In January of this year, Jonathan Weisman of the New York Times published an interesting article detailing what he described as the “Great Schism” — a sharp ideological divide rapidly forming between American and Israeli Jews over Israel’s ideology. Now, schisms don’t just magically appear — they stem from intense polarization regarding an issue. In this situation, American and Israeli Jews disagree over Israel’s foreign policy under Prime Minister Benjamin Netanyahu, who has taken a more aggressive stance against Palestinians, seemingly shifting from a diplomatic approach to a military one. Last year, Netanyahu said he did not think a Palestinian state should ever have control of its own security measures, a sentiment which was reflected in decreasing support for a two-state solution among Israeli citizens, which dropped from 47 percent in 2017 to 43 percent in 2018. Israel’s changing stance regarding Palestine brings up a simple question: Why? The parameters of the dispute itself haven’t changed in recent years, and the number of fatalities on both sides has actually been decreasing.

In reality, Israel’s increased antipathy stems from decisions the United States has made. The U.S. has continuously supported Israel financially ever since its creation in 1948. Originally, this was a necessary step for protecting a U.S. ally that needed aid. However, U.S. financial assistance toward Israel has since spiraled into unconditional, consequence-free support for the Middle Eastern nation, allowing it to do as it pleases with nearly no repercussions. Every year since 1978, the U.S. has given Israel at least a billion dollars in aid, and every year since 1983 it has been at least $2.4 billion. For the U.S., unconditional aid to this degree, especially military aid, is largely unique to Israel. The only two countries the U.S. gave more aid to last year were Afghanistan and Iraq, both countries where there are active troops.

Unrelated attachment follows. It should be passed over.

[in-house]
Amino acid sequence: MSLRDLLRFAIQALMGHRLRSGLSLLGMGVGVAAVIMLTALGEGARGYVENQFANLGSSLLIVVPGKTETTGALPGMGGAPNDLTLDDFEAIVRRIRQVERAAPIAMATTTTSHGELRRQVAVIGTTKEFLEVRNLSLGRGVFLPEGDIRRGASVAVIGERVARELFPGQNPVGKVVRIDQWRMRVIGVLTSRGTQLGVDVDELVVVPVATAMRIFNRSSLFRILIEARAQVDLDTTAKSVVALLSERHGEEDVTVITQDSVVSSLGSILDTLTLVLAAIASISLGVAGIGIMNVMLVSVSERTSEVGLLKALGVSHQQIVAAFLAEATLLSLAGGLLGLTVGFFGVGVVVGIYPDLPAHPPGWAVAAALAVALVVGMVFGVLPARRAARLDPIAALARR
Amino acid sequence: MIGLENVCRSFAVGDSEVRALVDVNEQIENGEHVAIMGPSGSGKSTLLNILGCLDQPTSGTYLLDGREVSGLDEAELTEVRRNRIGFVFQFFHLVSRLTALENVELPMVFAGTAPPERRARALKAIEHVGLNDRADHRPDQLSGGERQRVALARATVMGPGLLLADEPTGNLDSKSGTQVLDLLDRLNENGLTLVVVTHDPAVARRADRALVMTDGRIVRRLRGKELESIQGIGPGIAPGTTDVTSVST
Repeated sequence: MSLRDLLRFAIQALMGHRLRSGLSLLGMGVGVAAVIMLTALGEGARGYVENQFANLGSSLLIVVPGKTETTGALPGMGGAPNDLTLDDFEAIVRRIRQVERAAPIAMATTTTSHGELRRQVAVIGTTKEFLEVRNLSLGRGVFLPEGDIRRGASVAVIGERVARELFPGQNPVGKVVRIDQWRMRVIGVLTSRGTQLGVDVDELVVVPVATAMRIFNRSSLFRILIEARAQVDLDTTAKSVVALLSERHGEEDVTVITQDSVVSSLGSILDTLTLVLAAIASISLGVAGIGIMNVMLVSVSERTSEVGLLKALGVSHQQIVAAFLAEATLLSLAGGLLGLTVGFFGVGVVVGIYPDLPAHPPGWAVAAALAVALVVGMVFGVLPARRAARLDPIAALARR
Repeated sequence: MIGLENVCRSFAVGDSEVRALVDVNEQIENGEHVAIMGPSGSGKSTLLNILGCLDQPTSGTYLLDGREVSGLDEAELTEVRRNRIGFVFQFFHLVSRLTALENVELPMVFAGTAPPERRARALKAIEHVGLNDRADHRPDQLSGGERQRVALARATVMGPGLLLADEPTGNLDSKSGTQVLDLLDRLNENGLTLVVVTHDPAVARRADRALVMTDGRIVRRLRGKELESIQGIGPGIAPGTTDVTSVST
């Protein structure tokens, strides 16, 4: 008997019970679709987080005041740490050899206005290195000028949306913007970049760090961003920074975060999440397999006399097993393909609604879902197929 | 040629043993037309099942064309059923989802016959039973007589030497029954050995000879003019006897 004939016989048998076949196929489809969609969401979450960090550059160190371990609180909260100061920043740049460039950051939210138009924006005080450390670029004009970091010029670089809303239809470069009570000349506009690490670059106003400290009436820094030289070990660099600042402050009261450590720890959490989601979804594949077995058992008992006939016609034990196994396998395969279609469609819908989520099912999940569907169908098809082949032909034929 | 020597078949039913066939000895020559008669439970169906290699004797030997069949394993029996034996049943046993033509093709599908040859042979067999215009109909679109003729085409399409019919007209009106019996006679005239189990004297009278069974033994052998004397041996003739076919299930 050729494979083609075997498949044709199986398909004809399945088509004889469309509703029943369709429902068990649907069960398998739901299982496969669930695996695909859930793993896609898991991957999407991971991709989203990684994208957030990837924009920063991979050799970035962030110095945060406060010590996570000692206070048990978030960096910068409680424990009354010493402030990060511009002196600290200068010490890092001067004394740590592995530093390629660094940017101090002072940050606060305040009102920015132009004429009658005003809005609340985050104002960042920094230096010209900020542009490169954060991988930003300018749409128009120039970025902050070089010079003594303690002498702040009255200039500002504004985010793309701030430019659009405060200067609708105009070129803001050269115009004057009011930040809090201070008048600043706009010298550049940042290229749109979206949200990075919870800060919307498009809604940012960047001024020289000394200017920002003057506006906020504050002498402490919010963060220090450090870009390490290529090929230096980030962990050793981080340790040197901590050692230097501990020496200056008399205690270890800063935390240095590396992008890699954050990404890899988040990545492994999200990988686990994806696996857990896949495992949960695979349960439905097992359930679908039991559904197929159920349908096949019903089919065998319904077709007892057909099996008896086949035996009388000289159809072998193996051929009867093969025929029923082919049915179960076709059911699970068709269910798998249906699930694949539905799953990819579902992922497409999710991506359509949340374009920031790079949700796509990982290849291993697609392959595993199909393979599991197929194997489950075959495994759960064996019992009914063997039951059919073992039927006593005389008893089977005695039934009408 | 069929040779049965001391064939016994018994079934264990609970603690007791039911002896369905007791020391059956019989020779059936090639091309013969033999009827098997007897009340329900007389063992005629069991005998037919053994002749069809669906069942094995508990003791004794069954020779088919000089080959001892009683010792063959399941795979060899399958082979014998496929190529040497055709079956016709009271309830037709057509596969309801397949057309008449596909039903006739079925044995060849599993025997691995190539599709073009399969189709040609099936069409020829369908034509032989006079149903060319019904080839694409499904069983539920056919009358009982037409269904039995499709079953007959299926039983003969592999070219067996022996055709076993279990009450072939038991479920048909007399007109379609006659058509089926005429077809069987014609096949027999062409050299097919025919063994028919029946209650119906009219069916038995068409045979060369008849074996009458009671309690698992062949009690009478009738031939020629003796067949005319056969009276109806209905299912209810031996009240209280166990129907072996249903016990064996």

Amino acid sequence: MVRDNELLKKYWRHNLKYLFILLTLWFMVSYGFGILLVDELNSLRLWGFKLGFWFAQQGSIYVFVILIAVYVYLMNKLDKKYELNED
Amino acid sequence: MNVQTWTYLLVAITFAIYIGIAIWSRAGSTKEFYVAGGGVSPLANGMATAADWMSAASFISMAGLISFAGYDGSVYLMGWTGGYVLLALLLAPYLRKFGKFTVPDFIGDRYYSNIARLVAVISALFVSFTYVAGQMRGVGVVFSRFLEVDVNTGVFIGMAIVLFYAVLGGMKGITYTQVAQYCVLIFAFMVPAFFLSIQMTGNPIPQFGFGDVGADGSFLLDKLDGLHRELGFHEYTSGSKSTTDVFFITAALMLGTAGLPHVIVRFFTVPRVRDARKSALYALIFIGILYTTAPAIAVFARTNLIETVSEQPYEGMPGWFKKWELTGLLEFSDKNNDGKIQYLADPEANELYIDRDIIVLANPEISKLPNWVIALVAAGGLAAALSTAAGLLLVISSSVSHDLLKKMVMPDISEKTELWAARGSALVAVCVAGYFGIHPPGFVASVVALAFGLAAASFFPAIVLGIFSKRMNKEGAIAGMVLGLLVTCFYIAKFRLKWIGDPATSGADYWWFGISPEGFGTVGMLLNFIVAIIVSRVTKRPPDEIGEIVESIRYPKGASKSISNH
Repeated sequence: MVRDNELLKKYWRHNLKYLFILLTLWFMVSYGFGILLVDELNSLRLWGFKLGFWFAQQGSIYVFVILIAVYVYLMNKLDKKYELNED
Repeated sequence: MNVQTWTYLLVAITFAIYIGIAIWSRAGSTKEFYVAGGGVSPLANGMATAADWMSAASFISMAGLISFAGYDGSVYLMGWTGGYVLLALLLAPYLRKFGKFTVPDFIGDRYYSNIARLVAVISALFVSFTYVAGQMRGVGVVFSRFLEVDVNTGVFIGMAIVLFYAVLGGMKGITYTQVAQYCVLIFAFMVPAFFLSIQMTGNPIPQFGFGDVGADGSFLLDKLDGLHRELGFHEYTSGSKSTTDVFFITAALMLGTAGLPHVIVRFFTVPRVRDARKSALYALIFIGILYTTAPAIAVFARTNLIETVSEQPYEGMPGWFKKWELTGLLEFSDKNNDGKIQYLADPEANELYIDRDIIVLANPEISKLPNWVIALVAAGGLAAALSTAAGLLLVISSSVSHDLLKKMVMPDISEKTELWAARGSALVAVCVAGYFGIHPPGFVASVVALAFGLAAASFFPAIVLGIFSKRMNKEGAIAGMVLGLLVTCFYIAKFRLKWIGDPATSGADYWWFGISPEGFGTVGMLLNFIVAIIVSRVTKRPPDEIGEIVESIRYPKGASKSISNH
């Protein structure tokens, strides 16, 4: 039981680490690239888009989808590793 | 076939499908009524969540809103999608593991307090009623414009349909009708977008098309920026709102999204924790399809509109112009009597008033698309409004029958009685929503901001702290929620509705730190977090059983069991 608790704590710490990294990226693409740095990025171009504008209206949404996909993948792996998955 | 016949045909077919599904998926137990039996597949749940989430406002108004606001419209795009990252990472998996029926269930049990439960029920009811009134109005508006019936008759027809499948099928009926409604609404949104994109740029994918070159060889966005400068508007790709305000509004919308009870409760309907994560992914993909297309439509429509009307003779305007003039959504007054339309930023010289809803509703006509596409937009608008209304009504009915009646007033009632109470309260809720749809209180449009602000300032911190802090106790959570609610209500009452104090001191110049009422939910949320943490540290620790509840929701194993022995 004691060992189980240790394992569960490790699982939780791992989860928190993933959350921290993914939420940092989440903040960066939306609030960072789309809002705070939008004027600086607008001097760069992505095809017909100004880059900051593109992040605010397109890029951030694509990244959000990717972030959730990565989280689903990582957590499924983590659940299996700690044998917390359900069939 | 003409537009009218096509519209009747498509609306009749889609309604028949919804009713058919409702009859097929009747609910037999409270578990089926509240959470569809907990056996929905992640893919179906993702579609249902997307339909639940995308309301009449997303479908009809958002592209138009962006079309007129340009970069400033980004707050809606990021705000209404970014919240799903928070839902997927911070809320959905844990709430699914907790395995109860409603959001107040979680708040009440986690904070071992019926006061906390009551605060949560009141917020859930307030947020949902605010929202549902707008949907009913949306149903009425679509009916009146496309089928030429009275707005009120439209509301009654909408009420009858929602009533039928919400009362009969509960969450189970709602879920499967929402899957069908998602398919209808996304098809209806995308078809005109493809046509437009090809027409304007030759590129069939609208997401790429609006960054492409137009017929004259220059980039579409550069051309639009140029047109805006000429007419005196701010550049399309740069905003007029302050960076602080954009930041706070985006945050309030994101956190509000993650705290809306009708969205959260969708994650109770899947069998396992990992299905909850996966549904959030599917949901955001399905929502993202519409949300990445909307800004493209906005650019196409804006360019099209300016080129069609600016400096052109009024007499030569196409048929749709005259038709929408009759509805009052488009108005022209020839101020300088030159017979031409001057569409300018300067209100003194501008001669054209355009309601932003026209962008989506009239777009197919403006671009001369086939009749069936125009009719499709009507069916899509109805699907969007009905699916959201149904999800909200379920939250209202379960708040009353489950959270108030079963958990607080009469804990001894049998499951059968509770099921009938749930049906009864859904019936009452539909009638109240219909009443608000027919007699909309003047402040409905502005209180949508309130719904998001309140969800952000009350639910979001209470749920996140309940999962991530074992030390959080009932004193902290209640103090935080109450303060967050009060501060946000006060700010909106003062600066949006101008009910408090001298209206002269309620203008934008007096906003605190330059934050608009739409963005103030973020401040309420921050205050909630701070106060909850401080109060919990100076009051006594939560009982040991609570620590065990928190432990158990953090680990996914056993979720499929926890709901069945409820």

Fundamentally, I believe in the idea of a Jewish state. However, it is important to distinguish between believing something should exist and supporting it unconditionally with billions of dollars, especially if it might violate human rights. It is hardly surprising that Israel has taken a more militant stance towards Palestine recently considering the U.S. has given Israel the green light to do what it pleases. Since 2000, there have been a total of 7,065 Palestinians killed in the Israel-Palestine conflict, compared to only 1,101 Israelis, meaning 88 percent of the deaths have been Palestinians. Additionally, numerous reports have come out alleging Israel has used institutional torture against Palestinians. While these abuses are overly aggressive and unacceptable, the U.S. continues to simply give Israel billions of dollars in military aid. Without so much as a verbal condemnation, let alone a financial threat, there is no incentive for Israel to change its ways. Those who encourage protests against Israel are often accused of holding Israel to a higher standard than other countries, but holding Israel to a higher standard is seemingly fair: The U.S. contributes far more money to Israel than to nearly any other country, so it is reasonable to have higher expectations for it.